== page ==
Keyword arguments and user-defined dictionaries

G. S. Hayes sjdevnull at
Thu Jun 24 02:29:39 CEST 2004


I'm implementing a lazy-load dictionary; my implementation basically
stores keys that are to be loaded lazily internally (in a member
dictionary) and then in __getitem__ I look to see if the key needs to
be loaded and if so I load it.  My class inherits from dict and has
keys(), __contains__, __get/setitem__, items(), etc all properly
implemented--seems to work fine in most cases.

My question is, what methods do I need to implement to make ** work on
a custom dictionary-like object, or is it not possible?

Here's how you can see the problem.

Simplified LazyDict (the real one actually stores callbacks to
generate values, but this is enough to show the problem--my real one
implements a lot more dict methods, but still doesn't work):

class LazyDict(dict):
    def __init__(self):
    def addLazy(self, key, val):
        if dict.has_key(self, key):
            dict.__delitem__(self, key)
    def has_key(self, key):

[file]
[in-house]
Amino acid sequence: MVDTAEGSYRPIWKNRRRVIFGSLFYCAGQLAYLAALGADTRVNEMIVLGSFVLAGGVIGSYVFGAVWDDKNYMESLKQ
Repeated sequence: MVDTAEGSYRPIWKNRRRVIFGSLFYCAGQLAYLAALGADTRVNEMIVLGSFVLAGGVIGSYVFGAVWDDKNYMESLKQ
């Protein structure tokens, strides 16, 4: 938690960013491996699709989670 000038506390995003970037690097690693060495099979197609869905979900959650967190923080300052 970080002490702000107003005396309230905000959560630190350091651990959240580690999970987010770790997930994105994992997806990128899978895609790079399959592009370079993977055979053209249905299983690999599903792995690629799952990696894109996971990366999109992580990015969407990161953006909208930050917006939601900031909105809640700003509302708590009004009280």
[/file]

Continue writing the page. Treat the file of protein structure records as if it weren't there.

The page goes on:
return self.__contains__(key)
    def __contains__(self, key):
        if dict.has_key(self, key):
            return 1
        elif dict.has_key(self.special_keys, key):
            return 1
    def __getitem__(self, key):
        if dict.has_key(self, key):
           return dict.__getitem__(self, key)
        elif key in self.special_keys.keys():
           del self.special_keys[key]
        return dict.__getitem__(self, key)
           return 0

e.g. put the above in and:

>>> def g(foo):
...   print foo
>>> a=LSimple.LazyDict()
>>> a.addLazy("foo", 2)
>>> g(**a)
Traceback (most recent call last):
  File "<stdin>", line 1, in ?
TypeError: g() takes exactly 1 argument (0 given)
>>> a["foo"]
>>> g(**a)

Thanks for your time.

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